New Delhi | Jagran News Desk: Bubonic plague has claimed another life in Mongolia, the latest in a handful of cases to emerge there and in neighbouring China this year. The highly infectious disease, also known as the “Black Death” in the Middle Ages, claims at least one death every year in Mongolia.

More than 70 people in close contact with the 42-year-old, who had bought two dead marmots before he fell ill, will now be tested and undergo quarantine.

It comes weeks after a 15-year-old boy also succumbed to the disease in a neighbouring province of Mongolia.

Health officials in China have also reported two similar deaths from its side of the border this month — one from bubonic plague, and another caused by the rare pharyngeal plague.

The recent cases prompted Russia's nearby Burytia region to test rodents for the bubonic plague and urge residents not to hunt or eat marmots.

Bubonic Plague Explained: What you need to know about China-borne 'Black Death', symptoms, cure and more

The government had recently issued a warning in norther Mongolia asking people to avoid hunting and eating of animals that could carry plague. It also asked public to report any suspected cases of plague or fever with no clear causes, and to report any sick or dead marmots.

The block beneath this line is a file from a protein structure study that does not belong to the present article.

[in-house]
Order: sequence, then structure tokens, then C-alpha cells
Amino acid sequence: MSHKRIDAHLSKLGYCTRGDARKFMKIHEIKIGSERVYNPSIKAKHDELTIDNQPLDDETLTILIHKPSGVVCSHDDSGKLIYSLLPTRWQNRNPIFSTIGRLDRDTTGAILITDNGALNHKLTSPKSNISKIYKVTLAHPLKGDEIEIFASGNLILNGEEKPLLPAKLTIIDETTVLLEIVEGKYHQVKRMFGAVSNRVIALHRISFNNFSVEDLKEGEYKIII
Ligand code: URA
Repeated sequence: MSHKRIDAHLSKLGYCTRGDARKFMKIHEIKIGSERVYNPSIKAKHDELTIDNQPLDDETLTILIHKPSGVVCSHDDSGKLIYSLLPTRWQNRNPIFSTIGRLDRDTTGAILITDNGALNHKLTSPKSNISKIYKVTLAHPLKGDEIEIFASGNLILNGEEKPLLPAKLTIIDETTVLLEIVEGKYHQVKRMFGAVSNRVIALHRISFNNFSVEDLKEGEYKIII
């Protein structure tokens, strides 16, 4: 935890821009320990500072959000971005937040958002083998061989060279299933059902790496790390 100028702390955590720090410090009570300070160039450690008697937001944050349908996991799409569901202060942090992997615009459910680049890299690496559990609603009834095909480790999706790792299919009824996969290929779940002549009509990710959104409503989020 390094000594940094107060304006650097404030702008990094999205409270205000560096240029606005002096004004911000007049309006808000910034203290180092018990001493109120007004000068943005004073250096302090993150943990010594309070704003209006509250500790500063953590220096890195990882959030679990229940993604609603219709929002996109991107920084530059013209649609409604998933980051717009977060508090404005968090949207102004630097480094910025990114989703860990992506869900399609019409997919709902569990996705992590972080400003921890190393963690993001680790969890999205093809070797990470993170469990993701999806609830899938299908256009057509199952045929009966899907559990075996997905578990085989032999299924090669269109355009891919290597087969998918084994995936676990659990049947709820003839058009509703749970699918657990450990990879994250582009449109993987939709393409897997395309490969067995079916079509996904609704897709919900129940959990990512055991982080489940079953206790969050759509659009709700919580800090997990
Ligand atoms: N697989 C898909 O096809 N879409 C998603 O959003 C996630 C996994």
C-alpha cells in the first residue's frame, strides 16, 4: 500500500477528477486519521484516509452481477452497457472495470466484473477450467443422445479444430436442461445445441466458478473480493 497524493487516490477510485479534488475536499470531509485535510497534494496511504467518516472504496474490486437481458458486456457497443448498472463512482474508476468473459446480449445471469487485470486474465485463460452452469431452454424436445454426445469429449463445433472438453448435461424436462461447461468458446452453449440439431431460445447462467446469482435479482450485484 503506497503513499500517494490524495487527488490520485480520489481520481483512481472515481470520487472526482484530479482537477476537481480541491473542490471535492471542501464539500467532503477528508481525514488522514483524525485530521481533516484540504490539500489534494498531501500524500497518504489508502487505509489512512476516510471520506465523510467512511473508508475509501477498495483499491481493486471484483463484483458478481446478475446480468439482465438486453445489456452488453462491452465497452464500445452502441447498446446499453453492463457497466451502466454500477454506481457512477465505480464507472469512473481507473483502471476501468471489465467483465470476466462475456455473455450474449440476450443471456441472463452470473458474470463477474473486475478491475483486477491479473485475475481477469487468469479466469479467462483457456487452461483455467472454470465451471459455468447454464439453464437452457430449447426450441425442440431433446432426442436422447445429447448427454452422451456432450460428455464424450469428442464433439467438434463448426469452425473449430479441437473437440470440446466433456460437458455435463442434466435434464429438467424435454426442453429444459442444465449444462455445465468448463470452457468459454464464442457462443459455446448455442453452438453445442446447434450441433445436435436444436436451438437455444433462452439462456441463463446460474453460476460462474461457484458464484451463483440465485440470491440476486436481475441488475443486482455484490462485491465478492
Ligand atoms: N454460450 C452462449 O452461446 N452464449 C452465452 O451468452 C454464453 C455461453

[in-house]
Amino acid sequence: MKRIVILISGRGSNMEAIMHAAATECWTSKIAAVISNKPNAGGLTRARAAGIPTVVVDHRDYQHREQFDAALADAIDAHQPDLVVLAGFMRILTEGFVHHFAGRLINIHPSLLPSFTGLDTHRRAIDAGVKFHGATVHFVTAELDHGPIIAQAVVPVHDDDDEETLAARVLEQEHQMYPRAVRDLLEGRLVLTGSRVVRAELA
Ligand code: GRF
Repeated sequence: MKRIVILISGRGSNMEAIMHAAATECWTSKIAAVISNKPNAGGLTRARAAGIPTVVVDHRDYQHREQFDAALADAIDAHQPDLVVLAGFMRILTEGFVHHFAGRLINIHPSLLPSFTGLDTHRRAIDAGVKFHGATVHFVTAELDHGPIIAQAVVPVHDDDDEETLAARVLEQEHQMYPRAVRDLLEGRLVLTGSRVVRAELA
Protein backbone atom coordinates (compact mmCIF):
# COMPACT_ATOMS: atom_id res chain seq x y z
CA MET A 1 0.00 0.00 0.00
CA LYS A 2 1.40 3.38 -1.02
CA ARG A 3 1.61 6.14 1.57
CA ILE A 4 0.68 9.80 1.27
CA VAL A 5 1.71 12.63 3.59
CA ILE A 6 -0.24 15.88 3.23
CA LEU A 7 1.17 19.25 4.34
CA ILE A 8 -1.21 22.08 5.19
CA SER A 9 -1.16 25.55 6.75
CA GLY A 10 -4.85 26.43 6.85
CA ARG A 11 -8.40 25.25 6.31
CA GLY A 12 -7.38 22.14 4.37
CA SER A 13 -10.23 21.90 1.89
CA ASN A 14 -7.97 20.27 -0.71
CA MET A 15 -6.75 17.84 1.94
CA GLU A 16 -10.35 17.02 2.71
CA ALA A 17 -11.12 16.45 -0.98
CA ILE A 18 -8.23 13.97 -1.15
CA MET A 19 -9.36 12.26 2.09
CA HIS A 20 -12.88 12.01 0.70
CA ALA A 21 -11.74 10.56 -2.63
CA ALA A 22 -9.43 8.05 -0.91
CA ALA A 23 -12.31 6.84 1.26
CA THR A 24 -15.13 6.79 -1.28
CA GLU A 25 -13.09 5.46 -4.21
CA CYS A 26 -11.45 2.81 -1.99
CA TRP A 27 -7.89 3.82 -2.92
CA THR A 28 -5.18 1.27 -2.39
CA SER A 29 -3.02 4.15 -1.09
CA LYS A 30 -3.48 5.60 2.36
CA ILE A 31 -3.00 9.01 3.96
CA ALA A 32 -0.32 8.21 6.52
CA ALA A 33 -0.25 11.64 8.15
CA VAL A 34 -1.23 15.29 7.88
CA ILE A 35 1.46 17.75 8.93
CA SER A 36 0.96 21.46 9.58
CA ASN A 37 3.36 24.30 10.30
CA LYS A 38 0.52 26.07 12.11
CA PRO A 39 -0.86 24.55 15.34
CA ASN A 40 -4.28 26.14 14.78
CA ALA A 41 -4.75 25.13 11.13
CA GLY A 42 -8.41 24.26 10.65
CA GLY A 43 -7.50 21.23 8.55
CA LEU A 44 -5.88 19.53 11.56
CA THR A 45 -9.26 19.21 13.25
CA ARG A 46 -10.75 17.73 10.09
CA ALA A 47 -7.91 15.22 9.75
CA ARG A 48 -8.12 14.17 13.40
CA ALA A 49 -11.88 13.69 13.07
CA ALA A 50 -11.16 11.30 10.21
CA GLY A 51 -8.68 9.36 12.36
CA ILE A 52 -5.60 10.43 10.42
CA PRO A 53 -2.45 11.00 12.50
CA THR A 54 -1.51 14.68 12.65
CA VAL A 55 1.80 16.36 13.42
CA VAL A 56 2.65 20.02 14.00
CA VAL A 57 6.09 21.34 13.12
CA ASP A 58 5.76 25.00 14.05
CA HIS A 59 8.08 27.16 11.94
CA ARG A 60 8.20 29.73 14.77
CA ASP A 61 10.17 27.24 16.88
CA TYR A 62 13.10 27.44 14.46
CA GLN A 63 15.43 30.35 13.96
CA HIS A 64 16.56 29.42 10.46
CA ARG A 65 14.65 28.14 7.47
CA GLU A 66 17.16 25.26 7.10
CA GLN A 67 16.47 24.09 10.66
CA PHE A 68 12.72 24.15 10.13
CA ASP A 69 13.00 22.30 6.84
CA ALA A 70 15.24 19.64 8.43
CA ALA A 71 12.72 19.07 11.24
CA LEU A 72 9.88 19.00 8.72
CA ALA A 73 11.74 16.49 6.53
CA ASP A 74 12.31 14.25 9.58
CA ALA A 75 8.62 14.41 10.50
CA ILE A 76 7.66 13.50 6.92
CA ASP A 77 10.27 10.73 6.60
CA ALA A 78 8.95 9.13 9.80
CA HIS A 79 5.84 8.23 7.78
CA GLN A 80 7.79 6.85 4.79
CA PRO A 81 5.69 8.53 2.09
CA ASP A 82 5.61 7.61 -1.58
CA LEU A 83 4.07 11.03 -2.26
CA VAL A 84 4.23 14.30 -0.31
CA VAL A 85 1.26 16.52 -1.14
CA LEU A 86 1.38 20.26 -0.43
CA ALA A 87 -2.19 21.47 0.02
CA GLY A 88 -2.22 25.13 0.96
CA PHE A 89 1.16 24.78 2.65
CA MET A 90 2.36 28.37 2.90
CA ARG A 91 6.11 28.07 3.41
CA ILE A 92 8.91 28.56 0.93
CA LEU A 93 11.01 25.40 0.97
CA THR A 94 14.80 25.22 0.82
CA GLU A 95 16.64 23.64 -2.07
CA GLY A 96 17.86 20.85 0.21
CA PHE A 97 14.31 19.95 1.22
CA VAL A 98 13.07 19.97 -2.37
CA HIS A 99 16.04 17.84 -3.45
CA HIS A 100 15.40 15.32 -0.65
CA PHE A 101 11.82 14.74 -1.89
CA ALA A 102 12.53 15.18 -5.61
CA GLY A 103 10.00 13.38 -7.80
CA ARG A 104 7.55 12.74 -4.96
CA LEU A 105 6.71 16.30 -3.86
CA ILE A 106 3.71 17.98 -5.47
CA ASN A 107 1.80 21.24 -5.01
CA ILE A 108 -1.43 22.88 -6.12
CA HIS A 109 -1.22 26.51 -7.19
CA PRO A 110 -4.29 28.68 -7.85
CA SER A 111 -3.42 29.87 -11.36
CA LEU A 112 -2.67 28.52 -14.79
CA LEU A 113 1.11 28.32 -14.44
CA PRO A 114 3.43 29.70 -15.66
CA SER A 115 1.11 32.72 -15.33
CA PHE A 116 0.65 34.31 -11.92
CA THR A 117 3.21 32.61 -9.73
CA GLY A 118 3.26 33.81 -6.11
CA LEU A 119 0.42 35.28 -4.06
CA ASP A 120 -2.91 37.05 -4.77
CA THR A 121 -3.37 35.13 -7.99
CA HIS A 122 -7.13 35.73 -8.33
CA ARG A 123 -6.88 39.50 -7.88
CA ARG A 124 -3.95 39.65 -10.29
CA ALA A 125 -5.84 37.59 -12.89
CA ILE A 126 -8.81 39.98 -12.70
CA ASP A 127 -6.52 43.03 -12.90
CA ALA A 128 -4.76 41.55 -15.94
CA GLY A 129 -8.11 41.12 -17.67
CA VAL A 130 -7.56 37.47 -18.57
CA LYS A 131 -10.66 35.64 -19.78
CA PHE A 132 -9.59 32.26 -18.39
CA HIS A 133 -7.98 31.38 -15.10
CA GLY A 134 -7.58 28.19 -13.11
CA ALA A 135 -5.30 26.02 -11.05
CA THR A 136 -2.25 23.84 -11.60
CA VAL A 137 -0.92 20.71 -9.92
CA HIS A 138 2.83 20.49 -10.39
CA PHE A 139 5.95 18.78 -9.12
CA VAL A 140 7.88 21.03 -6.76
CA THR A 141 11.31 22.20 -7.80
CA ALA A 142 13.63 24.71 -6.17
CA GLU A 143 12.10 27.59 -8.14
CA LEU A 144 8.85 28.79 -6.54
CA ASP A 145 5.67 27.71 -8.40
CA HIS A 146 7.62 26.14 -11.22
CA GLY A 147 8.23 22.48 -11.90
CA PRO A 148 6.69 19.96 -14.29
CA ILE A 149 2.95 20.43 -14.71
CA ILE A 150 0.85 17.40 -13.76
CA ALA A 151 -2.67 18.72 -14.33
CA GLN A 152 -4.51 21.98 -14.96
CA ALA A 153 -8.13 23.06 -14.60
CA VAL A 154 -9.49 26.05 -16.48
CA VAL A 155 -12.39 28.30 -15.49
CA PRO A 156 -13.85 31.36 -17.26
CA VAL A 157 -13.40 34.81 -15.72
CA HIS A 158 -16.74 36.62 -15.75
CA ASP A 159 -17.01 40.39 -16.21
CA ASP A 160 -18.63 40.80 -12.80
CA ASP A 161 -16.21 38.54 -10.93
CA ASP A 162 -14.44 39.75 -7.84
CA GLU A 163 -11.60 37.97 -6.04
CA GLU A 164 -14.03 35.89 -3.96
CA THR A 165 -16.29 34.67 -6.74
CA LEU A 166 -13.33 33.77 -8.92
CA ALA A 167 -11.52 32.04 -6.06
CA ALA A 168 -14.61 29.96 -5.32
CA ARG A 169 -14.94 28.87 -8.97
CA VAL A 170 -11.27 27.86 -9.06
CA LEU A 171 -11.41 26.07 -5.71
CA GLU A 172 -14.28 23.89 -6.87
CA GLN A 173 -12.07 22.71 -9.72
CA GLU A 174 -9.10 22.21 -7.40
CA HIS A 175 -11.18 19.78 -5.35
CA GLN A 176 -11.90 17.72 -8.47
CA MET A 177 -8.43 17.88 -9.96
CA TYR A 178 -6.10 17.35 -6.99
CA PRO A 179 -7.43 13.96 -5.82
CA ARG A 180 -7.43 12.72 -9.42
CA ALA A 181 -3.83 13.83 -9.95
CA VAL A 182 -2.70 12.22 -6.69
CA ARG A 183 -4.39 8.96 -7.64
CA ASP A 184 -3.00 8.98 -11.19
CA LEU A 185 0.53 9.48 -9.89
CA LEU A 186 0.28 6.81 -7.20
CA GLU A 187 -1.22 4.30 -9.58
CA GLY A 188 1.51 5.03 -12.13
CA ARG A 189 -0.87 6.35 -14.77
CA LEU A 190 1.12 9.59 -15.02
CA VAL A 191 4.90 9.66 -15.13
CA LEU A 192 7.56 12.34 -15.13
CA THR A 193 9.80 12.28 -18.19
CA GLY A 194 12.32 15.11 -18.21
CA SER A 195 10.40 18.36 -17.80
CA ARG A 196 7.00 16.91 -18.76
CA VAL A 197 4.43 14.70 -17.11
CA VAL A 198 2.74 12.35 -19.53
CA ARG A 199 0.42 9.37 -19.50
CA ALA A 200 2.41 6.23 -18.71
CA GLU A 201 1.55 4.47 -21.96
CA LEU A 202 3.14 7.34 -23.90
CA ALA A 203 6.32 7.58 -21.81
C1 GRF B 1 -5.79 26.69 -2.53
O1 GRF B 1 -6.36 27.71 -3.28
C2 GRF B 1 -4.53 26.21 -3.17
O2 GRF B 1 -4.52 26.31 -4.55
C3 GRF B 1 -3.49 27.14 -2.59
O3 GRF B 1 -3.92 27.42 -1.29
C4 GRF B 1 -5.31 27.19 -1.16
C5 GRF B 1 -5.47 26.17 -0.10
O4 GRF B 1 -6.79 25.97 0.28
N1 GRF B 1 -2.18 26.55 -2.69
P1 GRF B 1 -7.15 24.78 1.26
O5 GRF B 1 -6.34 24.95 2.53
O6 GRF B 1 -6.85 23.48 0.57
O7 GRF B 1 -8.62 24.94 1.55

The World Health Organisation says that the disease is caused by a bacteria Yersinia pestis, found in small mammals such as mice, rats, rabbits and squirrels. The disease spreads from one person to another due to the bites of the fleas who have already fed on Yersinia pestis hosting organisms.

The WHO says that Plague is symptomised by sudden onset of fever, chills, body aches, and weakness, vomiting and nausea. In bubonic plague sufferer, the lymph node becomes inflamed, tense and excruciatingly painful called a ‘bubo’. At advanced stages, the inflamed lymph nodes can turn into open sores filled with pus. When the plague advances to the lungs, pneumonic plague becomes the most virulent form of plague, resulting in blackening of nails and digits, and subsequent death.

Bubonic plague essentially demands urgent hospitalisation and treatment with antibiotics. Gladly, antibiotics can treat the vile disease, with an effective treatment stimulus resulting in only one death in ten individuals due to Bubonic plague.

Posted By: Abhinav Gupta